A slowdown in consumer spending is causing many of Lincolnshire’s property, tourism and retail businesses to slide into financial distress, according to new research.
The latest quarterly Red Flag Alert data from Begbies Traynor, an independent insolvency firm, which monitors the health of UK companies, found that 5,432 businesses in Lincolnshire were experiencing ‘significant’ financial distress at the end of June 2019, an overall figure that had risen just 1% since the previous year.
According to the research, the average debt of an insolvent company in the UK had more than doubled to £66,226 a year, from £29,872 in 2016.
Despite the relative stability in business distress, in Lincolnshire, as across the country, businesses reliant on consumer spending are being disproportionately harder hit, as consumer sales for June 2019 tumbled to their weakest since records began in 1995.
The county’s property sector has been significantly affected by consumers’ reluctance to spend, with a 12% rise in ‘significant’ financial distress from Q2 2018 to Q2 2019 affecting a total of 519 Lincolnshire real estate and property services firms.
Travel and tourism also saw a 25% rise in distress year on year, with 35 businesses in financial trouble in the region, while food and drug retailers saw a 7% climb in distress levels since Q2 2018, with 158 companies experiencing difficulties.
Other hard hit sectors in the county included printing and packaging, which saw distress increase by 17%, and health and education, where there was a 16% year-on-year rise. Sectors faring better in Lincolnshire included media, which saw a 12% decrease in distress year on year, and telecommunications and IT with a 9% drop.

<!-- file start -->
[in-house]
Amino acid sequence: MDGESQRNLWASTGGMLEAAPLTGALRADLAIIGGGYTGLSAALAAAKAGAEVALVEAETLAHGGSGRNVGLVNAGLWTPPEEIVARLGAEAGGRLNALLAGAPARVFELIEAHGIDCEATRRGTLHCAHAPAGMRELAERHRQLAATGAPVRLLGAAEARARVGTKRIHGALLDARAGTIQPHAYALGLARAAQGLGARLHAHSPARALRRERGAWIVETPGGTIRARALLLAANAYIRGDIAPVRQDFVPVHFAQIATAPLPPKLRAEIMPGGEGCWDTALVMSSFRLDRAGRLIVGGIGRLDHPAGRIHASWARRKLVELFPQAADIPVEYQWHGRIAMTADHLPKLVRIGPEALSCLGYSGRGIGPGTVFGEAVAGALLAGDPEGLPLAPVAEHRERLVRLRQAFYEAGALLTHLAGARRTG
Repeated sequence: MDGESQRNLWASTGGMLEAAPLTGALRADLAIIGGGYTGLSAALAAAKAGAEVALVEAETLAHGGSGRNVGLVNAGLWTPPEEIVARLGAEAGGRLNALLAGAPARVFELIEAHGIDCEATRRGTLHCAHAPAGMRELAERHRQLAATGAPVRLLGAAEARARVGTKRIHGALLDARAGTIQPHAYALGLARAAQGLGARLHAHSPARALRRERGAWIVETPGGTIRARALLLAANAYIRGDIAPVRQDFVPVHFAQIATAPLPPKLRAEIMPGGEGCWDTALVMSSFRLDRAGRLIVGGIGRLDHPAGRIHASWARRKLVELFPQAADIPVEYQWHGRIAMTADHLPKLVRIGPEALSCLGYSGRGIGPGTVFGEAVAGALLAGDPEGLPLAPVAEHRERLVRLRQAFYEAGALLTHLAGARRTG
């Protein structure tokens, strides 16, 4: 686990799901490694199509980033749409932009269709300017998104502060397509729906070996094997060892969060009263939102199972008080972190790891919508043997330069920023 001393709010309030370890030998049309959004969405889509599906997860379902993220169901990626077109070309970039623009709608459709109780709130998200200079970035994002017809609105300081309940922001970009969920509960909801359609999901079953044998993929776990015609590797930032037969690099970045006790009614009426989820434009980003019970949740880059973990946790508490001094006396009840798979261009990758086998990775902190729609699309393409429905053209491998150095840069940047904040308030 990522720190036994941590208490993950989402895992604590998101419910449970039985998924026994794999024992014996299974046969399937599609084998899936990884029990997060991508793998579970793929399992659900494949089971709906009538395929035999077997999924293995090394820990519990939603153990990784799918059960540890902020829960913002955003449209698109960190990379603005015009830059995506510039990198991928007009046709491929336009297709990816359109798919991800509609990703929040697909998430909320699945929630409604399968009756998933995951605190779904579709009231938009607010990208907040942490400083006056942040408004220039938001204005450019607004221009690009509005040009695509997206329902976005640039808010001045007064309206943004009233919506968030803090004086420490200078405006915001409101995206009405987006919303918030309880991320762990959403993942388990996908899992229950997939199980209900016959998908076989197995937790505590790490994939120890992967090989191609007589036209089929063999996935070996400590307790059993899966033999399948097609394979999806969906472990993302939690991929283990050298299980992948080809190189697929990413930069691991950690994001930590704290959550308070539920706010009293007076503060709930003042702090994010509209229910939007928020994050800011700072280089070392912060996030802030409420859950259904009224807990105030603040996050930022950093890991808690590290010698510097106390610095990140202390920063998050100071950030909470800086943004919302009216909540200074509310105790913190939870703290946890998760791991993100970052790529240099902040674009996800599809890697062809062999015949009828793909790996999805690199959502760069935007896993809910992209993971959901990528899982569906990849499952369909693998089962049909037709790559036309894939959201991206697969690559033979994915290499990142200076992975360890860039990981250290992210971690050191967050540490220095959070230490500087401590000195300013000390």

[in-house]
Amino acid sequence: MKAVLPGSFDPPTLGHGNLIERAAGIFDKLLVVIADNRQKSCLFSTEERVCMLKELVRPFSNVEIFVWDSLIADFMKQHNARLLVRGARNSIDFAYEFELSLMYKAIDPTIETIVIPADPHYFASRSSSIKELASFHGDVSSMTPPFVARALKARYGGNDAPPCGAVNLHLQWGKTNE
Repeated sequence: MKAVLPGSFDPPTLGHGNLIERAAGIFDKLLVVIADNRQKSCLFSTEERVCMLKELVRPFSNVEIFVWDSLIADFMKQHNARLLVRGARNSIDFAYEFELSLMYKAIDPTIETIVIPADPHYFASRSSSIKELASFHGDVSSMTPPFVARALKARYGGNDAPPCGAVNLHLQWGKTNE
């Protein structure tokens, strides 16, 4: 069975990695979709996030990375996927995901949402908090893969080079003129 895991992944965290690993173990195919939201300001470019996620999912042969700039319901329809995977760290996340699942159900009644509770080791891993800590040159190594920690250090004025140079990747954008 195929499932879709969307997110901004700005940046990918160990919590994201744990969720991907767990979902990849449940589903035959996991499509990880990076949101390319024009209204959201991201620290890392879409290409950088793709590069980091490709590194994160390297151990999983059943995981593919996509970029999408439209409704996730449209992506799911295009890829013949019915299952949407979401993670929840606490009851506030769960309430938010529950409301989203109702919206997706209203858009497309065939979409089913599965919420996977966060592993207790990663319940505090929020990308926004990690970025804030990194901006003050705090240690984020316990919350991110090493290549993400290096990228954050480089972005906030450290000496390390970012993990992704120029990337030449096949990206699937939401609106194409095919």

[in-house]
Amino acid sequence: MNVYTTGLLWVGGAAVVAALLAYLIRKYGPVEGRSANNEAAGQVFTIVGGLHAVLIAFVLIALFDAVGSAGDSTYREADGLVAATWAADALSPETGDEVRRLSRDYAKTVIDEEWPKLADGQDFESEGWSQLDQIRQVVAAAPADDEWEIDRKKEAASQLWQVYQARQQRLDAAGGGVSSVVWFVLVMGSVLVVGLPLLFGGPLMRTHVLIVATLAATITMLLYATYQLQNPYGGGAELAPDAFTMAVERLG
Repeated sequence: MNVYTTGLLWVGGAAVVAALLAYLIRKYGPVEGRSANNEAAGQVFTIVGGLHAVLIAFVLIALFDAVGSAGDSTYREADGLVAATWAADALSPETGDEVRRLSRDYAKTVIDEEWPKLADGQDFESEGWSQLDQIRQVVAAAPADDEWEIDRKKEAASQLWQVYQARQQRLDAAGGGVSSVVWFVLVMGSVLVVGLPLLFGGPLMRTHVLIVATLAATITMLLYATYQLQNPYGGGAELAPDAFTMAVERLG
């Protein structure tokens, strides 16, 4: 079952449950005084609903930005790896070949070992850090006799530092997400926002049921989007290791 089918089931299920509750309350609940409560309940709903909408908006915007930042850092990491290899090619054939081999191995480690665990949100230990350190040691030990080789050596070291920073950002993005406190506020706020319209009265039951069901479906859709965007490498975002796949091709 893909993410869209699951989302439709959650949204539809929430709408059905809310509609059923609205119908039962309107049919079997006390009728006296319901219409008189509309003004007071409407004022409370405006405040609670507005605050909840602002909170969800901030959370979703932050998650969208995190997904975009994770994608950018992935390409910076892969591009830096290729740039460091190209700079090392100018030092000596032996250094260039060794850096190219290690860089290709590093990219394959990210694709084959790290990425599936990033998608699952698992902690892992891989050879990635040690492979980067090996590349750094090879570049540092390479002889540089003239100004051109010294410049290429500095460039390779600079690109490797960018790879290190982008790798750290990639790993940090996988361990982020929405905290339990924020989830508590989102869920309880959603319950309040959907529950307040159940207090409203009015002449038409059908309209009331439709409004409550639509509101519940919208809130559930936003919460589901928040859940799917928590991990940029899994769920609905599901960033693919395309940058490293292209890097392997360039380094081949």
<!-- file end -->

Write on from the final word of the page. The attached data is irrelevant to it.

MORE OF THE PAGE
Gareth Rusling, who heads Begbies Traynor’s Lincoln office, said: “The unfortunate cocktail of a consumer spending slowdown combined with the political and economic paralysis of an uncertain Brexit outcome is hitting local businesses hard. SMEs are the backbone of our economy in Lincolnshire and especially in the beleaguered property and tourism sectors.
“For already hard-pressed smaller businesses, increasing debt levels can often be the final straw that leads to very serious problems indeed. I would advise all SMEs to keep a very tight control on cash flow and to seek advice sooner rather than later if they are experiencing financial problems.”